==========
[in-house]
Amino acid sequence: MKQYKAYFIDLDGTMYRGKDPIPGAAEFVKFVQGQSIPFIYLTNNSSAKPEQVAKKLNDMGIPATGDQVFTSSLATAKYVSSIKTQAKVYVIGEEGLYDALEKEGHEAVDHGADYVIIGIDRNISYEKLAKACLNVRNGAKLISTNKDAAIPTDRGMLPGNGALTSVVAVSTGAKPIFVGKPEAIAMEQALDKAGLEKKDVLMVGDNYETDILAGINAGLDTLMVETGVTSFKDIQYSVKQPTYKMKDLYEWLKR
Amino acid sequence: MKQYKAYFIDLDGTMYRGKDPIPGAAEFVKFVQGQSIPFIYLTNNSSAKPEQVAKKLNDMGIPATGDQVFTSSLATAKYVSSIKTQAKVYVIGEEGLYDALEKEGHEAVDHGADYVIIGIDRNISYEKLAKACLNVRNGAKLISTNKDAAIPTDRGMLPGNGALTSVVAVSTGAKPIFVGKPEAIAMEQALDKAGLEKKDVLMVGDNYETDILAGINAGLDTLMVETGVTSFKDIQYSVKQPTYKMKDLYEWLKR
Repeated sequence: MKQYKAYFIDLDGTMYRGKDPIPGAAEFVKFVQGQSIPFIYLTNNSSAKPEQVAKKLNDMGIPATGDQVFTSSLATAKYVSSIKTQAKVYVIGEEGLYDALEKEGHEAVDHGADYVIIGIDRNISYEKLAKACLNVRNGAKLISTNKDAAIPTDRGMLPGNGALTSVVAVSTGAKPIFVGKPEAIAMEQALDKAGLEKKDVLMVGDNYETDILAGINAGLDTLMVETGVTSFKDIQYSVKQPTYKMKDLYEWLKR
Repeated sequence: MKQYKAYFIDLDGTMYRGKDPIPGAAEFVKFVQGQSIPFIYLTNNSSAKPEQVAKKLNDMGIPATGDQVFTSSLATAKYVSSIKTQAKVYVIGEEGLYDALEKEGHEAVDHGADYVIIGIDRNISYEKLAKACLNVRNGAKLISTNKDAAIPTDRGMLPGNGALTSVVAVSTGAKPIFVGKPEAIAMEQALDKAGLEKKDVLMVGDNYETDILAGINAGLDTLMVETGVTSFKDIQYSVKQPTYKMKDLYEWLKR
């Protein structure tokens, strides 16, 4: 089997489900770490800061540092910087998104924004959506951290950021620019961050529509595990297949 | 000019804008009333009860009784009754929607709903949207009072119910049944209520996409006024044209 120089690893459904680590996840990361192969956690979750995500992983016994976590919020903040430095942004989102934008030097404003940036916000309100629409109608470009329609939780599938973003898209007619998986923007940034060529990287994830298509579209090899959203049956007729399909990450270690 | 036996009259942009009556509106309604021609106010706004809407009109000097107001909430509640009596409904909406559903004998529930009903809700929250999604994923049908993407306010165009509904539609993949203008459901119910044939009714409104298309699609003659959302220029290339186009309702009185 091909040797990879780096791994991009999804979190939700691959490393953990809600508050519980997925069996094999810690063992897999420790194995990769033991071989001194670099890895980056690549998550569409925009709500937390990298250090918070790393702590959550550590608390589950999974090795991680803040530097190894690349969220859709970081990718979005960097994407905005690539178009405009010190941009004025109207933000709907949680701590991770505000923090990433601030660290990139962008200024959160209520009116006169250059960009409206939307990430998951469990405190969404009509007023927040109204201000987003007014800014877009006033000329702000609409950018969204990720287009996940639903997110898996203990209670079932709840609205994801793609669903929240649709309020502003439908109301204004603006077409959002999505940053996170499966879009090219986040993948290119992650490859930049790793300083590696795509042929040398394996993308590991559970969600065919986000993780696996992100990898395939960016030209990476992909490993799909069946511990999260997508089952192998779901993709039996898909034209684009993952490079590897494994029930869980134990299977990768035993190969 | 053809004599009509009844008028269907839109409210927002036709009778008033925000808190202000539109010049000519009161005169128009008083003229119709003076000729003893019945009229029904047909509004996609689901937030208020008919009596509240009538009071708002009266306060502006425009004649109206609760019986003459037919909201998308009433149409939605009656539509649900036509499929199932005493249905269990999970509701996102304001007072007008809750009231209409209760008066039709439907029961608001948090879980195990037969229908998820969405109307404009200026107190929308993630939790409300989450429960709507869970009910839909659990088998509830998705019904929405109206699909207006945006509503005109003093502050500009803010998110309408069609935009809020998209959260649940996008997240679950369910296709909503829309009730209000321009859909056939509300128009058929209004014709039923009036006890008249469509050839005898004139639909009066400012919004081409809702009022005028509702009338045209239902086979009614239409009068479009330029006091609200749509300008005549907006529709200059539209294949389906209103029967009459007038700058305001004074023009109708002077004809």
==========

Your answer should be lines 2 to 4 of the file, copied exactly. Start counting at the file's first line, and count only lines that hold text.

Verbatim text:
Amino acid sequence: MKQYKAYFIDLDGTMYRGKDPIPGAAEFVKFVQGQSIPFIYLTNNSSAKPEQVAKKLNDMGIPATGDQVFTSSLATAKYVSSIKTQAKVYVIGEEGLYDALEKEGHEAVDHGADYVIIGIDRNISYEKLAKACLNVRNGAKLISTNKDAAIPTDRGMLPGNGALTSVVAVSTGAKPIFVGKPEAIAMEQALDKAGLEKKDVLMVGDNYETDILAGINAGLDTLMVETGVTSFKDIQYSVKQPTYKMKDLYEWLKR
Amino acid sequence: MKQYKAYFIDLDGTMYRGKDPIPGAAEFVKFVQGQSIPFIYLTNNSSAKPEQVAKKLNDMGIPATGDQVFTSSLATAKYVSSIKTQAKVYVIGEEGLYDALEKEGHEAVDHGADYVIIGIDRNISYEKLAKACLNVRNGAKLISTNKDAAIPTDRGMLPGNGALTSVVAVSTGAKPIFVGKPEAIAMEQALDKAGLEKKDVLMVGDNYETDILAGINAGLDTLMVETGVTSFKDIQYSVKQPTYKMKDLYEWLKR
Repeated sequence: MKQYKAYFIDLDGTMYRGKDPIPGAAEFVKFVQGQSIPFIYLTNNSSAKPEQVAKKLNDMGIPATGDQVFTSSLATAKYVSSIKTQAKVYVIGEEGLYDALEKEGHEAVDHGADYVIIGIDRNISYEKLAKACLNVRNGAKLISTNKDAAIPTDRGMLPGNGALTSVVAVSTGAKPIFVGKPEAIAMEQALDKAGLEKKDVLMVGDNYETDILAGINAGLDTLMVETGVTSFKDIQYSVKQPTYKMKDLYEWLKR